I was watching an old episode recently of BBC’s “Have I got news for you” starring the pillars of the program, Ian Hislop and Paul Merton. For those of you who are not familiar with the series, it’s a panel of four people and a presenter who take a comical look at news events of the past week. The topical news event for that week was the visit by the then President Obama to the UK during the run-up to the Brexit vote. During his visit he issued a stern warning to the UK population. He claimed that, should Britain exit the EU, they would be at the back of the queue when it came to trade deals with the US. The only purpose this warning served was to enrage the British public who detest being dictated to and especially by a Yank. Ian Hislop, however, theorised on the show that the British public simply heard the word ‘queue’ and immediately leapt at the chance of queuing, as they do it so well and hence the majority vote to leave the EU. I have always been used to the concept of queuing having grown up in a country that was heavily influenced by the British culture. It was only after spending two years in the army where we queued for absolutely everything every day that I made a resolution to never stand in another queue unless it was absolutely necessary.
There are, however, exceptions to every rule. I was also brought up to hold the door open for others, allow ladies to go first and other qualities that make up old fashioned chivalry. I can’t claim to be a fan of ‘manners’ in general, because some of them just make no sense. Why shouldn’t I put my elbows on the table when I eat a meal? Does it really matter if I talk while I’m eating? How is it rude to burp the National Anthem at the dinner table? As far as I’m concerned, queuing falls into the category of ‘chivalry’ and, to some extent, ‘manners’. I am happy to report that these are both still very much alive and well in the UK, Ireland and some corners of Mongolia and outer Latvia. I’m just kidding about the last two, as I’ve never been to either of those places, but I have been all over Europe and am saddened to report that on the continent the art of queuing, and chivalry in general, are consigned to the annals of history.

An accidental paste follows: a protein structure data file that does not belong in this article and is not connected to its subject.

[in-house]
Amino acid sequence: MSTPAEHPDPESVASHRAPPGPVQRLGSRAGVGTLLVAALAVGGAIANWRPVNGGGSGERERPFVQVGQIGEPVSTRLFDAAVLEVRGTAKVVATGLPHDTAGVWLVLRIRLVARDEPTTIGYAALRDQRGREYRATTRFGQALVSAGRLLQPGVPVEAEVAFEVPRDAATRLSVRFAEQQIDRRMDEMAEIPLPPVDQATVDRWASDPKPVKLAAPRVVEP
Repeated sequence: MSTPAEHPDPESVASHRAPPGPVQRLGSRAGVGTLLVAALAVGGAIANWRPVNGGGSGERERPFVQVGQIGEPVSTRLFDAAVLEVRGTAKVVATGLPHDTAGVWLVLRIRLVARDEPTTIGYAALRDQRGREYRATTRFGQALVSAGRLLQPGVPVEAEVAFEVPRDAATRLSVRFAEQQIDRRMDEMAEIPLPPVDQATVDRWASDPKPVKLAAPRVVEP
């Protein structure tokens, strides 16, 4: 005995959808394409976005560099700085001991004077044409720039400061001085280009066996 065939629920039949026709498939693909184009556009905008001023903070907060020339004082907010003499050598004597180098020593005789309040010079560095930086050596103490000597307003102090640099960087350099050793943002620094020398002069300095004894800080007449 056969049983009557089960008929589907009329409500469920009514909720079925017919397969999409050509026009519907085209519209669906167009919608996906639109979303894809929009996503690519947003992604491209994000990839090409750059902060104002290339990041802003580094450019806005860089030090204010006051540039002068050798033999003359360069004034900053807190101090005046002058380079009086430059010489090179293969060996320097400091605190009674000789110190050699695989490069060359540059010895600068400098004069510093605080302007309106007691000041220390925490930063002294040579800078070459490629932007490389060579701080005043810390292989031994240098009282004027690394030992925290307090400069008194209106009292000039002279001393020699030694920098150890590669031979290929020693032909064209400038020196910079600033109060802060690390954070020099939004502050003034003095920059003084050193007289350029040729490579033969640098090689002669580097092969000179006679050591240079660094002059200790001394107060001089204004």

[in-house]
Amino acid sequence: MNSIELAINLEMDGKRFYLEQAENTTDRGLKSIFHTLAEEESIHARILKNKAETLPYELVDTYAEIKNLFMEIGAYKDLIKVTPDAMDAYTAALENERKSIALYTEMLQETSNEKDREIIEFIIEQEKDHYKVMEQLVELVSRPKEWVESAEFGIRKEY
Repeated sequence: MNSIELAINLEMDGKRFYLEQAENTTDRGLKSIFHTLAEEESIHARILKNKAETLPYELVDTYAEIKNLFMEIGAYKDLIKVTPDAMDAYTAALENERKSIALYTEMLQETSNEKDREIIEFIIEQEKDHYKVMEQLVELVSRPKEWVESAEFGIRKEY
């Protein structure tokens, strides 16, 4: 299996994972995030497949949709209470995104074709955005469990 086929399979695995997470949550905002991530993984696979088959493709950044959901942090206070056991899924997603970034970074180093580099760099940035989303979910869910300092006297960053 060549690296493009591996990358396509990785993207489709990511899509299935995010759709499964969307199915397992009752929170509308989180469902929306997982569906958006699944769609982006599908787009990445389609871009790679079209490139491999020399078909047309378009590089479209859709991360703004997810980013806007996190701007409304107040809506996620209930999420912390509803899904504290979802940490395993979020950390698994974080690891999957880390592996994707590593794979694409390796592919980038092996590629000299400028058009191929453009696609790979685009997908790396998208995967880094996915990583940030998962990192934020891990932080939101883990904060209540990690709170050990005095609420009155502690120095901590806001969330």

My first experience of this was in Basel, Switzerland, when we attended a fireworks display that marked the celebration of ‘Fasnacht’. This takes place on the first Monday after Ash Wednesday and spans three days. It is thought that the concept of throwing confetti at weddings originated from this festival, as in earlier centuries, small sugar balls were thrown at the crowd (confetti=confectionery) as the carnival procession passed by. This practice was stopped in the 19th century, probably by health and safety officers, because of widespread sugar ball related injuries. We were on our way home from the fireworks display and heading for the tram that would take us back into town, but we needed tickets for the journey. Since there was only one ticket machine to serve the throng of people, we started to form a queue. At least some of us tried to, but it became patently clear that the strategy was survival of the fittest rather than any silly ‘first-come-first-served’ notion. I felt sorry for an elderly woman at the periphery of the crowd until she raised her walking stick like a ram rod and beat her way viciously through the crowd to ticket machine. Since we had neither age nor a big stick on our side we had to rely on our natural instincts, but managed to buy some tickets without any incurring any serious injury.